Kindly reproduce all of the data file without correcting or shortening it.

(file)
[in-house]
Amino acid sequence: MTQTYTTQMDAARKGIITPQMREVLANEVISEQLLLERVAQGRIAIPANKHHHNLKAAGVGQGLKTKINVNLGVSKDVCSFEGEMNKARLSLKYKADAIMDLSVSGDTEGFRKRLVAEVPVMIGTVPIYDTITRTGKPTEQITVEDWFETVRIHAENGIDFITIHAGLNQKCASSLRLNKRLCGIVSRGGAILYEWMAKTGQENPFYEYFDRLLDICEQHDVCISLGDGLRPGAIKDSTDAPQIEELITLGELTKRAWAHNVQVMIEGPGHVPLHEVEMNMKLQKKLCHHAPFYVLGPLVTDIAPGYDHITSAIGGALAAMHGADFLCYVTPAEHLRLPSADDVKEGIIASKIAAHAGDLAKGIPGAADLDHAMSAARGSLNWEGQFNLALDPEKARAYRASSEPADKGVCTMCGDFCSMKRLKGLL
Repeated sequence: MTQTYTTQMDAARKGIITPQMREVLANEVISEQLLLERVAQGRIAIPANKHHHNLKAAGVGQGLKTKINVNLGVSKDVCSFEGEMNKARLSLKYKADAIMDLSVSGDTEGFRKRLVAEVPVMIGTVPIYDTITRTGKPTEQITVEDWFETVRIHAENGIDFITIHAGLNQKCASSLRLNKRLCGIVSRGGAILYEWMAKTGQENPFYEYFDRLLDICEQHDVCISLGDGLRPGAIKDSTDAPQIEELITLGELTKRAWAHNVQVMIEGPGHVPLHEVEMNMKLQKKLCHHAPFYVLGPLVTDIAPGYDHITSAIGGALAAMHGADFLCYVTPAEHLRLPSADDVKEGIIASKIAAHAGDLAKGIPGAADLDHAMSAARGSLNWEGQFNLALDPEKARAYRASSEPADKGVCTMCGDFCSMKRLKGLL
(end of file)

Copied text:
[in-house]
Amino acid sequence: MTQTYTTQMDAARKGIITPQMREVLANEVISEQLLLERVAQGRIAIPANKHHHNLKAAGVGQGLKTKINVNLGVSKDVCSFEGEMNKARLSLKYKADAIMDLSVSGDTEGFRKRLVAEVPVMIGTVPIYDTITRTGKPTEQITVEDWFETVRIHAENGIDFITIHAGLNQKCASSLRLNKRLCGIVSRGGAILYEWMAKTGQENPFYEYFDRLLDICEQHDVCISLGDGLRPGAIKDSTDAPQIEELITLGELTKRAWAHNVQVMIEGPGHVPLHEVEMNMKLQKKLCHHAPFYVLGPLVTDIAPGYDHITSAIGGALAAMHGADFLCYVTPAEHLRLPSADDVKEGIIASKIAAHAGDLAKGIPGAADLDHAMSAARGSLNWEGQFNLALDPEKARAYRASSEPADKGVCTMCGDFCSMKRLKGLL
Repeated sequence: MTQTYTTQMDAARKGIITPQMREVLANEVISEQLLLERVAQGRIAIPANKHHHNLKAAGVGQGLKTKINVNLGVSKDVCSFEGEMNKARLSLKYKADAIMDLSVSGDTEGFRKRLVAEVPVMIGTVPIYDTITRTGKPTEQITVEDWFETVRIHAENGIDFITIHAGLNQKCASSLRLNKRLCGIVSRGGAILYEWMAKTGQENPFYEYFDRLLDICEQHDVCISLGDGLRPGAIKDSTDAPQIEELITLGELTKRAWAHNVQVMIEGPGHVPLHEVEMNMKLQKKLCHHAPFYVLGPLVTDIAPGYDHITSAIGGALAAMHGADFLCYVTPAEHLRLPSADDVKEGIIASKIAAHAGDLAKGIPGAADLDHAMSAARGSLNWEGQFNLALDPEKARAYRASSEPADKGVCTMCGDFCSMKRLKGLL